In the field of mathematical software packages, applications such as Wolfram Research’s Mathematica, and Maplesoft’s Maple system used to instantly spring to mind. These were both highly popular, proprietary, commercial, integrated mathematical software environments. Other types of mathematical software packages generally received much less publicity.
One such area is interactive geometry software, which combines three branches of mathematics: geometry, calculus and algebra. This type of software allows users to create and modify constructions, which are generally in plane geometry. Construction involves building mathematical shapes out of points, lines, conic sections, hyperbola, ellipses, and circles. These diagrams can then be altered and the effects of the mathematical properties of the shapes can be observed.
Typically geometry software covers a wide range of application areas, including pure Euclidean and non-Euclidean geometry, computer-aided design, and computational kinematics. It is often found being used for learning and teaching mathematics in schools and colleges and for research purposes.
We make the following recommendations captured in a legendary LinuxLinks-style ratings chart. We include 2D and 3D software.
Click the links in the table below to learn more about each program.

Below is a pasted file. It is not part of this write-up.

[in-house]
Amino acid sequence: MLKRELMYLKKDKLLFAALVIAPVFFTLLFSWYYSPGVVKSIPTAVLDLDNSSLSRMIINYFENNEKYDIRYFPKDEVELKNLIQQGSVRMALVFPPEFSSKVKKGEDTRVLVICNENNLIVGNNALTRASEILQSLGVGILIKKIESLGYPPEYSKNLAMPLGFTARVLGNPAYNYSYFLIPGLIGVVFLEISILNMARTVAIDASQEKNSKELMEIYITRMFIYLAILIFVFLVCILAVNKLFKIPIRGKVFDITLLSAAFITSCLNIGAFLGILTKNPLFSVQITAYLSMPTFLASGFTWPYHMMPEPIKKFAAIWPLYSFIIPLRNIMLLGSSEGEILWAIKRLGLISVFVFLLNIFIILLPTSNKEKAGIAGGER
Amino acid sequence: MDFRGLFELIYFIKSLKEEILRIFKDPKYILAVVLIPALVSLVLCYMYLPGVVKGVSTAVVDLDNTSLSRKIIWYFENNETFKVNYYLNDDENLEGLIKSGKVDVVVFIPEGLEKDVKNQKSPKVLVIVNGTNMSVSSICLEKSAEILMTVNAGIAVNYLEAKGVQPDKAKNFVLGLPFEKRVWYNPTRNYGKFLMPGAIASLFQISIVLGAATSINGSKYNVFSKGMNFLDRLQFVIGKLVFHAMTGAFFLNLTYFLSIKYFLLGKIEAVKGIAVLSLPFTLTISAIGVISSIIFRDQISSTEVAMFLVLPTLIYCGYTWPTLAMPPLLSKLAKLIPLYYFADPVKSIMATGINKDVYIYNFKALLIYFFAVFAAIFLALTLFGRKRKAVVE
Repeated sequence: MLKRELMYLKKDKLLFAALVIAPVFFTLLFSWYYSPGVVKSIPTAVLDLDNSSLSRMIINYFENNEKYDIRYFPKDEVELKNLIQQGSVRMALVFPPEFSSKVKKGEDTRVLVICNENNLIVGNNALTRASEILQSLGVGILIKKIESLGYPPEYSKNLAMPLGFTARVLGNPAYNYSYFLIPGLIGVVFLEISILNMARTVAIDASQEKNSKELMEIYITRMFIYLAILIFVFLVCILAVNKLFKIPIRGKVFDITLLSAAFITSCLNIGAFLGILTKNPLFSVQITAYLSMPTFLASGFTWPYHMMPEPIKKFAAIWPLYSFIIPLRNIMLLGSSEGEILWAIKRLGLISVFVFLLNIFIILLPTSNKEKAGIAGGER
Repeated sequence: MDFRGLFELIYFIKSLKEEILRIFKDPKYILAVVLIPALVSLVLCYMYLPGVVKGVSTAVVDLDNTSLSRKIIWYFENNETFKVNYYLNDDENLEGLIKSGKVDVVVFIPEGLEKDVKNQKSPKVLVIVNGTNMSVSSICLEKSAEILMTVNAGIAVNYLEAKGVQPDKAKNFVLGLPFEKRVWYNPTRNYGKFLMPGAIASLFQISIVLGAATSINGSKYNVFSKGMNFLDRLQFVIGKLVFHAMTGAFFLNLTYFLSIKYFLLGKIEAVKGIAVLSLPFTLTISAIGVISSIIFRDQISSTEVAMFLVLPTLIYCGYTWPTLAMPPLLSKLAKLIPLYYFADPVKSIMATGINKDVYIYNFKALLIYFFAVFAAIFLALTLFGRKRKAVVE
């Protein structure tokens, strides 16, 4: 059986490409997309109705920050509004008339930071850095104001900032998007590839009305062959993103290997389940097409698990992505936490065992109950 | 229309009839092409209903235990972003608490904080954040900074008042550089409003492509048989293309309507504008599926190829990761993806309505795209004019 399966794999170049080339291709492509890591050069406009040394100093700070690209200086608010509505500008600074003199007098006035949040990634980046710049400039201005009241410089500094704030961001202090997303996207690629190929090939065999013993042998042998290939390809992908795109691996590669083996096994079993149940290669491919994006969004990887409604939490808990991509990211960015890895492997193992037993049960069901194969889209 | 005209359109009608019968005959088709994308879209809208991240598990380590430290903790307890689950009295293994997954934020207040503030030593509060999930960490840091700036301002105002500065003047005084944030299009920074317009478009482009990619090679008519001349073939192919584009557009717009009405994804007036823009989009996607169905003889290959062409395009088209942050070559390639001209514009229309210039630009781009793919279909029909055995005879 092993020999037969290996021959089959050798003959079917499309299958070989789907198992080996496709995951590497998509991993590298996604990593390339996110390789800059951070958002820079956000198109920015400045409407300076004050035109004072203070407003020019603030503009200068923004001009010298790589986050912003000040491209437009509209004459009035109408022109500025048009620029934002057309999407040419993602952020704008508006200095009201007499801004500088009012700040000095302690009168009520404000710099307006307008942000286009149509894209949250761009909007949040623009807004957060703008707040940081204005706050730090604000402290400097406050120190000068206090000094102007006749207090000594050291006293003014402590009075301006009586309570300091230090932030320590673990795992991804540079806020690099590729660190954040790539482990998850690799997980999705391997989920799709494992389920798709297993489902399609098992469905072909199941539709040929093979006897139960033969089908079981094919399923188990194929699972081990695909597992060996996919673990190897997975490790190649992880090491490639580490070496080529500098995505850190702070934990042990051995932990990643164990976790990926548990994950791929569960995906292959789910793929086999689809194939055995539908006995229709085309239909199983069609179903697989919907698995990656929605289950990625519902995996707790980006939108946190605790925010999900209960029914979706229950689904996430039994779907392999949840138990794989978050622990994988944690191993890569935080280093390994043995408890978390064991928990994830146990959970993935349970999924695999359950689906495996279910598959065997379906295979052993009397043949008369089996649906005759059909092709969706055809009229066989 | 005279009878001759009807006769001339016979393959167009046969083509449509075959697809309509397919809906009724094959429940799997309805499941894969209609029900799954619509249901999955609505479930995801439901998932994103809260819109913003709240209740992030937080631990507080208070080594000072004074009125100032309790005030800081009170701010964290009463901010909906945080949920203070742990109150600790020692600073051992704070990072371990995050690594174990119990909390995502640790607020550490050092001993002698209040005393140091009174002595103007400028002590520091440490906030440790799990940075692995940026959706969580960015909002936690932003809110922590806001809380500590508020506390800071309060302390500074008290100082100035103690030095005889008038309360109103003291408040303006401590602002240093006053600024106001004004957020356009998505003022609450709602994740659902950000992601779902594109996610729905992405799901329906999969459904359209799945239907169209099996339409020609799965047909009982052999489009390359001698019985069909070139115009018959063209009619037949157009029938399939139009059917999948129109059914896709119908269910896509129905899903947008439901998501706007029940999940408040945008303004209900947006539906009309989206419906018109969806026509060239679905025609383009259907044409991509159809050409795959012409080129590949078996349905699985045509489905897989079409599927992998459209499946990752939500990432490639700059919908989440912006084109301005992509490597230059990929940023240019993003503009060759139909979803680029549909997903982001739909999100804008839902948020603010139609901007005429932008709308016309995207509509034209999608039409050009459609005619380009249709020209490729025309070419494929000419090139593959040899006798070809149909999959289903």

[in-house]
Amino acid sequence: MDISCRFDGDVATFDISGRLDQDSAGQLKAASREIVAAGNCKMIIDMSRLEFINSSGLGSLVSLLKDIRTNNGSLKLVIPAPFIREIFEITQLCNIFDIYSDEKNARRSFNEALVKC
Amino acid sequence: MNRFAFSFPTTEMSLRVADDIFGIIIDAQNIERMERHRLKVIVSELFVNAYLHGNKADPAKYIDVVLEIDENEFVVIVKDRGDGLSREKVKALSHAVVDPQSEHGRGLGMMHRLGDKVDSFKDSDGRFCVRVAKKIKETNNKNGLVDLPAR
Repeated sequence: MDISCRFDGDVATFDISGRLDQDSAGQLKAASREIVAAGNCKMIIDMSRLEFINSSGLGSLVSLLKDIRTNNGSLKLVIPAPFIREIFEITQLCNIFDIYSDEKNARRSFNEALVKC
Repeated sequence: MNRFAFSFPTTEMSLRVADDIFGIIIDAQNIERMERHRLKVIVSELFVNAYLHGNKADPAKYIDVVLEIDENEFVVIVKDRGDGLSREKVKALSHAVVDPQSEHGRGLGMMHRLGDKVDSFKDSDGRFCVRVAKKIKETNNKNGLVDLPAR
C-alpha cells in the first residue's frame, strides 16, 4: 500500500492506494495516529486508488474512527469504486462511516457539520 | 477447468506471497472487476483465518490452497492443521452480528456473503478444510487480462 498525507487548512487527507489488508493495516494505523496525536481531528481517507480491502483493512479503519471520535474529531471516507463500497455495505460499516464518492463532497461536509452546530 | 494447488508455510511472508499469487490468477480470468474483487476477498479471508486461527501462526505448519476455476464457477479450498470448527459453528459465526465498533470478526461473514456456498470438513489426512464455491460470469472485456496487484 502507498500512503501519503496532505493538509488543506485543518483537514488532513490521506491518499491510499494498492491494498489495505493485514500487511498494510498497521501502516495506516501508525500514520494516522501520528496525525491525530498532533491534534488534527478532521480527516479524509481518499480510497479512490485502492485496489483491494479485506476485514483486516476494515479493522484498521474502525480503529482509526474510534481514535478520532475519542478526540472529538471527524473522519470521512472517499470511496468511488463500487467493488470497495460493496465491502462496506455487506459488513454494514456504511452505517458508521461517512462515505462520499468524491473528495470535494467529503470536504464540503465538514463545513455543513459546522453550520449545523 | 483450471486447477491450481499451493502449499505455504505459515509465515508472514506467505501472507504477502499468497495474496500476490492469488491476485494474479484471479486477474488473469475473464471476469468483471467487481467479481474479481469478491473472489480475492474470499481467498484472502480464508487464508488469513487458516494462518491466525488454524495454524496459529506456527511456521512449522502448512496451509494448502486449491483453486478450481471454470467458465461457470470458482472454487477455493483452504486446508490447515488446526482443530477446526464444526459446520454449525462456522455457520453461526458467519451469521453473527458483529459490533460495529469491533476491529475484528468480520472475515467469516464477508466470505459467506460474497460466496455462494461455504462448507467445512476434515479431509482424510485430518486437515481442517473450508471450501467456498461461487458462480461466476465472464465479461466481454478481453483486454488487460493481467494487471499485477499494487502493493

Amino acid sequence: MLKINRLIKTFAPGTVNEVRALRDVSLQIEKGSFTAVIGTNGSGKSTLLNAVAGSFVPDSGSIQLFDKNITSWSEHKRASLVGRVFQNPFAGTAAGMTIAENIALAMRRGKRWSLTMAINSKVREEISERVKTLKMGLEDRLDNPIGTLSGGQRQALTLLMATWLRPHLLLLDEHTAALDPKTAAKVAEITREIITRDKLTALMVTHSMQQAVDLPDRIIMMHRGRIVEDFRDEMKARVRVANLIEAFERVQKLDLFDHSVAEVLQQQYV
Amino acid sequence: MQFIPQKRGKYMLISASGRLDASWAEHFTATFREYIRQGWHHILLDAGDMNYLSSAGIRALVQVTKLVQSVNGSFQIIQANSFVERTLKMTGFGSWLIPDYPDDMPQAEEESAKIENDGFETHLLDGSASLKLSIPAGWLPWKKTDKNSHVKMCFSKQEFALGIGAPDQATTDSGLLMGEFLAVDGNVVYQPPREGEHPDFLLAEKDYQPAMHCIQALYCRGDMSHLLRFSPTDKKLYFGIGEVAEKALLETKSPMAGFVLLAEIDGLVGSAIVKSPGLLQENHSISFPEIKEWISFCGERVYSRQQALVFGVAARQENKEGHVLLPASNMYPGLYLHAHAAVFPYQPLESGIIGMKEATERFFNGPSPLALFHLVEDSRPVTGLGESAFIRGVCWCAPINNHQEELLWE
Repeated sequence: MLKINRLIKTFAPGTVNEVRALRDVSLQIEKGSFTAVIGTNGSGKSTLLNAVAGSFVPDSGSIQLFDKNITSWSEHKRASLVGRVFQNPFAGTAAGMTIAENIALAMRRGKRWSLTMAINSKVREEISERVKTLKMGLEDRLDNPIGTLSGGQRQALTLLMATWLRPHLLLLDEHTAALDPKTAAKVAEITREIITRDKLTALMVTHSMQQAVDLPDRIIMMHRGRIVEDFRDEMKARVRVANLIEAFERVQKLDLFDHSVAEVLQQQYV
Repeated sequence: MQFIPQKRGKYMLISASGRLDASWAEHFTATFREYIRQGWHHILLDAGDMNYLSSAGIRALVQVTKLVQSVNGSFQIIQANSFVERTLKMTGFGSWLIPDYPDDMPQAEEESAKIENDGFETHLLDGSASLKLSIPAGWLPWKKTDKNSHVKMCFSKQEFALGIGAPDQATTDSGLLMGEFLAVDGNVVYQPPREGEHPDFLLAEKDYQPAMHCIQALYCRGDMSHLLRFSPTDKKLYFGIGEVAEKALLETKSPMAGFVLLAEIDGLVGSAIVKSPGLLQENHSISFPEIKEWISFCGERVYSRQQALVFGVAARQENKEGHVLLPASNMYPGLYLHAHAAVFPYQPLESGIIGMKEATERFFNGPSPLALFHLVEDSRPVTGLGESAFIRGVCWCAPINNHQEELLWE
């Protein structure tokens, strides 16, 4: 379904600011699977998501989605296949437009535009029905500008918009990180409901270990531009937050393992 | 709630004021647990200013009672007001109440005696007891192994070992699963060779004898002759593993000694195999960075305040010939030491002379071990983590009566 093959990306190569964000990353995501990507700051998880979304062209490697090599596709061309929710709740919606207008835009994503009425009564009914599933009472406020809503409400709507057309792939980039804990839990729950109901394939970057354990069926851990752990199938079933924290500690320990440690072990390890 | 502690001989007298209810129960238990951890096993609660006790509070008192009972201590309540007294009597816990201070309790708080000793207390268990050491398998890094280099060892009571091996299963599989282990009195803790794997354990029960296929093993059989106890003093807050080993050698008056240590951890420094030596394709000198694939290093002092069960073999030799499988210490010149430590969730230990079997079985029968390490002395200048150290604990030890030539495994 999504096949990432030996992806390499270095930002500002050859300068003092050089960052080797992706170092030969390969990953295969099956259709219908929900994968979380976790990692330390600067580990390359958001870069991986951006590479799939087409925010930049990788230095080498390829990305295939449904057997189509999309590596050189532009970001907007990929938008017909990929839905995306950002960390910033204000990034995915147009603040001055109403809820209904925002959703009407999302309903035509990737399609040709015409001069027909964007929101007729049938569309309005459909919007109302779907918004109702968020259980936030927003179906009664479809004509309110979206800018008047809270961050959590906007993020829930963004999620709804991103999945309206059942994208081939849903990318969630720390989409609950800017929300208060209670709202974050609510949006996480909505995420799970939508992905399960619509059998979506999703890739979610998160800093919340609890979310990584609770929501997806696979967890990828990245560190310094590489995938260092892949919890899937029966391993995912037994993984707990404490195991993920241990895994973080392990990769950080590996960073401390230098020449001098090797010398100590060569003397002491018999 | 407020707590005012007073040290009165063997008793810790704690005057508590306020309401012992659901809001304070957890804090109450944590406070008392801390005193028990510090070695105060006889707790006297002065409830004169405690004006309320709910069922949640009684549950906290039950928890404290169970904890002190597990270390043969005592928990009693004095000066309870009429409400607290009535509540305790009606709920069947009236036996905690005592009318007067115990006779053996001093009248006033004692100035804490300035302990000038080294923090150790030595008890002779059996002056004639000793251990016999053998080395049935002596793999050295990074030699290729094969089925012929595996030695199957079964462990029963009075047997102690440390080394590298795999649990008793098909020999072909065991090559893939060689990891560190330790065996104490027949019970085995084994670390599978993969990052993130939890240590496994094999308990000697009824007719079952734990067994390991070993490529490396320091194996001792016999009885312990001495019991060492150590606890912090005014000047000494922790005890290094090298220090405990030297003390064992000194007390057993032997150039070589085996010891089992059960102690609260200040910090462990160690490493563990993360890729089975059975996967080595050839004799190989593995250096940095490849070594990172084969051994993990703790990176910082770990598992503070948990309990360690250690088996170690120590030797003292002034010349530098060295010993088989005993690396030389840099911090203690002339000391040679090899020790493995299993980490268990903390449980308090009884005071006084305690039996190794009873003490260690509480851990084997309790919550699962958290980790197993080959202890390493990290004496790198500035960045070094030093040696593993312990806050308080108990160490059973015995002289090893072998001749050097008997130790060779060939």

|GeoGebra||Dynamic mathematics software for learning and teaching|
|Kig||KDE4 software for exploring geometric constructions|
|Dr. Geo||Interactive geometry software|
|SINGULAR||Commutative algebra system for polynomial computations|
|polymake||Research in polyhedral geometry|
|C.a.R.||Dynamic geometry program for use in schools and universities|
|Geometria||Interactive software for creating and solving problems in 3D gemoetry|
|Geomview||For mathematics research and education|
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|Read our complete collection of recommended free and open source software. Our curated compilation covers all categories of software.
The software collection forms part of our series of informative articles for Linux enthusiasts. There are hundreds of in-depth reviews, open source alternatives to proprietary software from large corporations like Google, Microsoft, Apple, Adobe, IBM, Cisco, Oracle, and Autodesk.
There are also fun things to try, hardware, free programming books and tutorials, and much more.